Gift Ngoepe was promoted to Triple-A Indianapolis on Monday, a move that was a long time coming for the South African shortstop. Gift began his time in Altoona in 2013, and he has jumped around between shortstop and second base despite being known as the best defensive infielder in the Pirates minor league system. He took a strong hold of the shortstop job this year in Altoona and never looked back, even when it looked as though he could lose playing time earlier in the season.
Before the season started, Gift made the decision the switch to becoming a full-time right-handed batter when he has been a switch hitter up until this point in his career. For him, batting left-handed felt like a roller coaster with many ups and downs.
“First of all, batting lefty was always a struggle for me,” Ngoepe said. “I was either hitting, or I wasn’t. It was like for one month, or one or two weeks, I’m squaring up balls and hitting them hard. Then for a month, I’m struggling and giving up on myself.”
The workload as a switch hitter was not advantageous for Gift. He felt that he could never get into a rhythm at practice, with coaches switching back and forth between giving him at-bats as a lefty then a righty, then back again. In the game, it showed. Pitchers knew that he struggled with going to the opposite field as a left-handed batter, so they would pound the outside of the zone.
He knew he had to make a change or his career wouldn’t be able to take off like he’d hope. He reached out to Ian Desmond, long-time coach Woody Huyke, and his mentor Barry Larkin about possibly switching to only batting right-handed. They all expressed to him that it was more beneficial for him to hit from both sides; however, he had to follow his heart and what he felt would be best for his career. Ultimately, Gift made the decision on his own to change his approach.
“My heart has been telling me to go strictly right-handed for the past two years. I finally made the switch,” Gift said.
“If they wanted me to compete at the plate, give the team better at bats, and become a better hitter, I know who I am right-handed. I can complete more from the right side. I knew it would be a difficult transition because now they are throwing sliders and curveballs away from me, but if I stay with my approach and make adjustments here and there, I knew I’d be fine.”
The switch has made a huge difference for Gift from the plate. Looking at his Double-A numbers over the past few years, Gift batted .177 with a .560 OPS in 2013, and he hit .238 with a .699 OPS last season for Altoona. On the season this year in Altoona, Gift hit .260 with a .700 OPS.
Digging a little deeper, you had to consider the fact that Gift has seen the majority of his at-bats against right-handed pitchers this season. He definitely had an adjustment period, only hitting .172/.232/.250 in April. At that point in time, Adam Frazier was coming off of the disabled list and getting promoted to Altoona, and Gift was struggling mightily from the plate, so one’s only though was that Gift could lose his job at shortstop for a young, up-and-coming infielder. From the beginning of May until Gift’s recent promotion, he hit .291/.374/.401 with a .775 OPS.
Gift says that he did not feel the pressure of having to perform; rather, he just didn’t have much luck in April. I would place the turnaround on an adjustment period of hitting right-handed pitchers as a right-handed batter. Gift admitted to struggling with curveballs and sliders, but he has progressed as the season wore on.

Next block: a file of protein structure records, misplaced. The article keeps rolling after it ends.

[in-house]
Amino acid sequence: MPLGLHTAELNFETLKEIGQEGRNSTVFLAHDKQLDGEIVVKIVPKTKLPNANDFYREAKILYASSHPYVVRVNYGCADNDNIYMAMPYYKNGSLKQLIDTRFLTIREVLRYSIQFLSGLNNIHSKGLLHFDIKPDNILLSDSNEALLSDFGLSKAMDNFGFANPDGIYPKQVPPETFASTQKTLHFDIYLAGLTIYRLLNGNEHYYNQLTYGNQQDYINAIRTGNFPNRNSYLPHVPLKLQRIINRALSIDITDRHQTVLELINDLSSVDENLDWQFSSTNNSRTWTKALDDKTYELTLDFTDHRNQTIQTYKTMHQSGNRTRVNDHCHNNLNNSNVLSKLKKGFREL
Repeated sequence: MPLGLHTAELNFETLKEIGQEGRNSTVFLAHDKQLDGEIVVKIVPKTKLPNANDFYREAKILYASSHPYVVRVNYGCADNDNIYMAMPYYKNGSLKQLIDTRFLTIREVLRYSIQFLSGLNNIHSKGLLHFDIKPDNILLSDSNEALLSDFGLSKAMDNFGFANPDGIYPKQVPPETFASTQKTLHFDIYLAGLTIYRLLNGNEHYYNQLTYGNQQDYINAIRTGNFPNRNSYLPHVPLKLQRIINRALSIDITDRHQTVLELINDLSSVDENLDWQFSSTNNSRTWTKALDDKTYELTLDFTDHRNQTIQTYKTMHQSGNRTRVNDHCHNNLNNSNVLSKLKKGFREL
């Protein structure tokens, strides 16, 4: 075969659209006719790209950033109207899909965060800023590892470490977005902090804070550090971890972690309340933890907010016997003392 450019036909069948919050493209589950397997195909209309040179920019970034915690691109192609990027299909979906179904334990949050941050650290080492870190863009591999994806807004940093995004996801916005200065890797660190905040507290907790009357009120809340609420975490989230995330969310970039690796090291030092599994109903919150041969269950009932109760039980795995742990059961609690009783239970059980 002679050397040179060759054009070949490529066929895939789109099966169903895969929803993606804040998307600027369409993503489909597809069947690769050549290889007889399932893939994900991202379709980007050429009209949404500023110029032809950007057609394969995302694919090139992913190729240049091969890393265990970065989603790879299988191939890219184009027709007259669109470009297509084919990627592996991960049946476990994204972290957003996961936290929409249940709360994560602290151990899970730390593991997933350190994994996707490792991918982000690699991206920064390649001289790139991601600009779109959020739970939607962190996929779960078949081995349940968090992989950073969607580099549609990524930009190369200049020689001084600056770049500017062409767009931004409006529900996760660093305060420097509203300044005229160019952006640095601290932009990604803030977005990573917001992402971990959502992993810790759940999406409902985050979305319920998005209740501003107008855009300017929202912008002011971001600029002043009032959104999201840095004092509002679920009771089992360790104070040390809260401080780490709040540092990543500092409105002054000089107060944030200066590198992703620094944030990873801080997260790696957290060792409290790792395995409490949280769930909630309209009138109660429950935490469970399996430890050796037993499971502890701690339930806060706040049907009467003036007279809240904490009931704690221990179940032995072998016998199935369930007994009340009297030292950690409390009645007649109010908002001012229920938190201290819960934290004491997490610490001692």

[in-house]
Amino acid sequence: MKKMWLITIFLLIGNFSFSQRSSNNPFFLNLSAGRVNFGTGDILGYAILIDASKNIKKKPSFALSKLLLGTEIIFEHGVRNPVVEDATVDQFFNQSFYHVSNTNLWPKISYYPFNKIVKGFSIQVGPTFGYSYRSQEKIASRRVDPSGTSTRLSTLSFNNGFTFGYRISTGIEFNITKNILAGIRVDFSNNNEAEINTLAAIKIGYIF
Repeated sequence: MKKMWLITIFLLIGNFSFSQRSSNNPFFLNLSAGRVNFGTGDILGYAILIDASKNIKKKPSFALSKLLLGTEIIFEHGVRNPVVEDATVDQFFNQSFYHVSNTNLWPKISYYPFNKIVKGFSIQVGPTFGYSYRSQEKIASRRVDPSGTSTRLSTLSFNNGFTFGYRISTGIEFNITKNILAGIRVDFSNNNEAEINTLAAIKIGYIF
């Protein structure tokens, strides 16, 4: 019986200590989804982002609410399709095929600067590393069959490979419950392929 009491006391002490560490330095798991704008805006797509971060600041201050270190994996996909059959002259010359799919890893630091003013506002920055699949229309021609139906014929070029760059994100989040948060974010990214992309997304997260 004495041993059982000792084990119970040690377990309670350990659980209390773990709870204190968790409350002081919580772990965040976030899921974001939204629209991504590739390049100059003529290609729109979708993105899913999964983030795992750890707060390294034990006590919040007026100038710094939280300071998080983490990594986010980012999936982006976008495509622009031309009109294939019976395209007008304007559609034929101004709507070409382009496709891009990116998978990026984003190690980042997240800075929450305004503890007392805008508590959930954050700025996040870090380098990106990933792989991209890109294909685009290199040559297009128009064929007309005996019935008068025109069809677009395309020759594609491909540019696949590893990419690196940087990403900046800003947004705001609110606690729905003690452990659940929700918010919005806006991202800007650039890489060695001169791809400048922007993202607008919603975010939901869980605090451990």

“I struggled to hit breaking balls that start in on me and just catch the inside corner of the plate,” Gift said. “I’m seeing the ones that are middle-to-away well right now. These guys throw very good sliders, though. I have to recognize which ones are strikes and which ones aren’t, but I’m beginning to see them well.”
It was well-known that if Gift’s hitting was at a respectable place, he would get moved up because of his outstanding defense. The Pirates made it well-known to him in the offseason that if the adjustments he made to his hitting worked, it would mean great things for him.
“In Spring Training, the Pirates told me that they wanted me to compete a little harder and be a more difficult out,” Ngoepe told me. “It basically goes back to my hitting. If I can successfully make this adjustment with my hitting, I think I can get the spotlight with the big team.”
I wrote in the beginning of May that I felt Gift’s defense was enough to get him to the majors, going as far to say he could find himself as a September call-up if a spot opened on the 40-man roster. I stand by that still, especially with the Pirates not having a legitimate defensive option coming off of the bench at shortstop or second base. For Pirates fans who don’t know much about Ngoepe, think Clint Barmes as a defensive replacement at the end of a game. He could be a very key piece to a September run for the Pirates, if they choose to bring him to Pittsburgh.
It will be interesting seeing how Gift’s promotion affects the current Double-A Altoona team, as well. Gift was well liked in the locker room, and it was well-known that he played a major role in Josh Bell’s defensive development. When I talked to Gift, he sounded more like a coach than a player talking about the defensive work of Max Moroff, Eric Wood, and Josh Bell.
As for Gift’s future, he will have a lot of fans cheering him on in Central PA, along with a whole country cheering him on from across the pond.